Ulcerative colitis (UC) is an inflammatory bowel disease primarily affecting the large intestine. It is characterized by mucosal inflammation, with recurring episodes of flare-ups and remission. In recent years, a dynamic development in the therapeutic possibilities of UC has been observed. The approval of upadacitinib, an orally administered selective Janus kinase 1 inhibitor, has opened new opportunities for UC patients who do not respond to conventional medications and / or biologic agents.1

A 28-year-old woman, diagnosed with left-sided UC in 2019, was hospitalized in November 2022 due to another disease flare. The patient experienced an unfavorable, steroid-dependent disease course, with multiple ineffective prior treatment attempts, including mesalamine, azathioprine, infliximab, vedolizumab, and ustekinumab.

On admission, she reported bloody diarrhea and fatigue. Physical examination indicated abdominal tenderness, tachycardia, and erythema nodosum on the right shin. Colonoscopy and laboratory tests confirmed severely active disease (Figure 1A). The patient declined surgical treatment and was subsequently administered upadacitinib at a dose of 45 mg daily. Just 2 days after initiating the treatment, clinical improvement was observed, with bowel movements gradually decreasing. After 8 weeks the dose was reduced to 30 mg daily, and remission was maintained over the next 2 months.

Figure 1. A – intraprocedural image during colonoscopy performed before starting upadacitinib treatment, showing active colonic inflammatory lesions with multiple ulcerations and mucosal granularity corresponding to Mayo 3 endoscopic activity of ulcerative colitis; B, C – atypical erythema nodosum on lower extremities of a suspected etiology related to COVID-19; D – endoscopic remission of ulcerative colitis (Mayo 0) with complete healing of all ulcerations after 11 months of treatment with upadacitinib

After 2.5 months of the treatment, the patient’s husband was diagnosed with SARS-CoV-2 infection, and subsequently, our patient tested positive for COVID-19, although she did not have any respiratory symptoms. A week later, sudden pain, redness, and swelling appeared on her left shin and in the periankle region. Venous Doppler ultrasound examination showed no signs of thrombosis. Another week later, similar symptoms appeared on the right lower extremity, limiting the patient’s mobility (Figure 1B and 1C). Since the patient was in full UC clinical remission and a possible drug-induced adverse event was suspected, discontinuation of upadacitinib was advised. However, the skin lesions did not resolve, and the patient experienced a rapid severe flare of UC, resulting in another hospitalization. Repeated radiologic assessments of the lower extremities did not show any signs of venous thrombosis or arthritis. After multidisciplinary discussions, including a dermatological consultation, a diagnosis of COVID-19–related atypical erythema nodosum was established. Steroid therapy was initiated, and it was decided to continue upadacitinib at a dose of 30 mg. All symptoms gradually subsided, and UC remission was achieved.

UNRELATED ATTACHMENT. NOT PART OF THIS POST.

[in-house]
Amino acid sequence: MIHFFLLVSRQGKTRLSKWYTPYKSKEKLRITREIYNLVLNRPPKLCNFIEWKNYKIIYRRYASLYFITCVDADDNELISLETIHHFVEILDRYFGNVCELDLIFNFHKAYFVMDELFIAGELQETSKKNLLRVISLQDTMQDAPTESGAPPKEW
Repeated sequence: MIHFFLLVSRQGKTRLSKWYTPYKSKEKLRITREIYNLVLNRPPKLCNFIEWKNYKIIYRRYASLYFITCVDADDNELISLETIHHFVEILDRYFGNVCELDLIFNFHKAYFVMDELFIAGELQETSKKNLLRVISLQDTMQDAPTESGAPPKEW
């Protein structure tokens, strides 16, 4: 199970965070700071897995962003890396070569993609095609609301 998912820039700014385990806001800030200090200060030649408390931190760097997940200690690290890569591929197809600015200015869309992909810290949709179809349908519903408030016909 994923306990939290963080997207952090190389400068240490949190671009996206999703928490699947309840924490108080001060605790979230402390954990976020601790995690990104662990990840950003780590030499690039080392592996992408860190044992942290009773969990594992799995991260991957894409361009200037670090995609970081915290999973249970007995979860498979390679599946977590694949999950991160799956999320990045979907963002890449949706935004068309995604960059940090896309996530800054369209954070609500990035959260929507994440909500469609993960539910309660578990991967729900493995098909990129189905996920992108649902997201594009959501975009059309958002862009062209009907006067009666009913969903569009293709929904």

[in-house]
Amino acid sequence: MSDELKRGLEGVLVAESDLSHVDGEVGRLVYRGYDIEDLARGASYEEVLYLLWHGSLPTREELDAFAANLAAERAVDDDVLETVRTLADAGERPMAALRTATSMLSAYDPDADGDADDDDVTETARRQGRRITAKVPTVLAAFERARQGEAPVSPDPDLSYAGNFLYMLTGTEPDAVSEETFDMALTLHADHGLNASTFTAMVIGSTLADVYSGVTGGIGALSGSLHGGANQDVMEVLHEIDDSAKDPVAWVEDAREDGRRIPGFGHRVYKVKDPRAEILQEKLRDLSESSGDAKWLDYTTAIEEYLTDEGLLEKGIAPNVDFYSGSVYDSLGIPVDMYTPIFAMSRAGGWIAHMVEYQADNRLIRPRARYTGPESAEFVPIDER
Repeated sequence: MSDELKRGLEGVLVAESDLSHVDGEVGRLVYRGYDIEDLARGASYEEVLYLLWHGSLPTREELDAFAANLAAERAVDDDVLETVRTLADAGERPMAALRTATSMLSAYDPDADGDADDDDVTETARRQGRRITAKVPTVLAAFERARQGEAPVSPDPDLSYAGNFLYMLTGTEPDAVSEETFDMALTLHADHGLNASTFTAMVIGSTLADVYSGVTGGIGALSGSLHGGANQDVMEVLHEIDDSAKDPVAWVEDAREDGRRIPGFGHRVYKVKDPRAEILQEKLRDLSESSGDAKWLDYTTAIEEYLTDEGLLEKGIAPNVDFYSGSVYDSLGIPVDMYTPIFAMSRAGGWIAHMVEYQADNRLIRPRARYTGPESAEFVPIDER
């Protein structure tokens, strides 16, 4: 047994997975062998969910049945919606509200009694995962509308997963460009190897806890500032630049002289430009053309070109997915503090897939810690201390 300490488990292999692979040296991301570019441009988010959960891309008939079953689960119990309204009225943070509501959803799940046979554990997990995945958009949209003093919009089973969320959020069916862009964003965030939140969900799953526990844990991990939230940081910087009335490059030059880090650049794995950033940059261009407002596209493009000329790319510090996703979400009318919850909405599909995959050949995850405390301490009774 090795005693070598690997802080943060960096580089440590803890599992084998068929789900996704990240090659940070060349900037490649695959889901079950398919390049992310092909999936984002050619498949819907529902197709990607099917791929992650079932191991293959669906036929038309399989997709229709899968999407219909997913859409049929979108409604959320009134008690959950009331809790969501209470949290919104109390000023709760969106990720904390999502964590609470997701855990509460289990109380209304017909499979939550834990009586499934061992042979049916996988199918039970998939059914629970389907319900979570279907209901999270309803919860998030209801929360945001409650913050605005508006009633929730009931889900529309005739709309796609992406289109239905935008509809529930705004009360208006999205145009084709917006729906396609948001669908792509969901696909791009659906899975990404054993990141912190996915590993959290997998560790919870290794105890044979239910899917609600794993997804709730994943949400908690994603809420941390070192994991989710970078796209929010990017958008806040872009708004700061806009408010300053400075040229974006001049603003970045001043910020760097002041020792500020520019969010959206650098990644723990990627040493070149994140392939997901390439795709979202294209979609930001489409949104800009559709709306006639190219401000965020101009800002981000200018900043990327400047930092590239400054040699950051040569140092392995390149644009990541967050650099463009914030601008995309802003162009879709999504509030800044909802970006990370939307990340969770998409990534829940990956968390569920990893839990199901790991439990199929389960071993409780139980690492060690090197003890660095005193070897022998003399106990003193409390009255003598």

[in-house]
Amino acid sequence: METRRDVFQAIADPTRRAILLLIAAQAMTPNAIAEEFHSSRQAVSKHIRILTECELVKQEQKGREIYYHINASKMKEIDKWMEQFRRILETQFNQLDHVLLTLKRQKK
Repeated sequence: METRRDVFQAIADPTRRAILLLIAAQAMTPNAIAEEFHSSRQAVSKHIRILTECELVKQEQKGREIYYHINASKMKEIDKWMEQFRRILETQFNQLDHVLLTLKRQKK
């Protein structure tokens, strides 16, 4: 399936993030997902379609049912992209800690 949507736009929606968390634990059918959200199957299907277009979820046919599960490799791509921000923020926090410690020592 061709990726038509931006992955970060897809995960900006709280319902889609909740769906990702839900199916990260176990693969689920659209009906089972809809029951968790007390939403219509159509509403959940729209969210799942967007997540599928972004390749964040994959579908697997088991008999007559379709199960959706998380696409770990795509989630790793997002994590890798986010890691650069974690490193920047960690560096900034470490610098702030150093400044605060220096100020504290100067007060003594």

Currently, after 7 months, the patient is in a sustained full clinical remission, with normal fecal calprotectin and serum C-reactive protein levels, no anemia, and healing of all ulcerations and erosions on colonoscopy (Figure 1D). She has resumed her professional activities.

To the best of our knowledge, this is the first case of COVID-19 in a patient with UC treated with upadacitinib.2,3 The COVID-19 course was benign, with a suspected extremely rare skin manifestation. The atypical erythema nodosum seemed to be secondary to SARS-CoV-2 infection, as the patient was in UC remission. However, the possible impact of upadacitinib—an immunomodulatory therapeutic molecule—on the atypical COVID-19 manifestation cannot be excluded.4 Additionally, our case reveals the rapidity of action and potent anti-inflammatory effects of upadacitinib in severe UC not responding to multiple targeted therapies.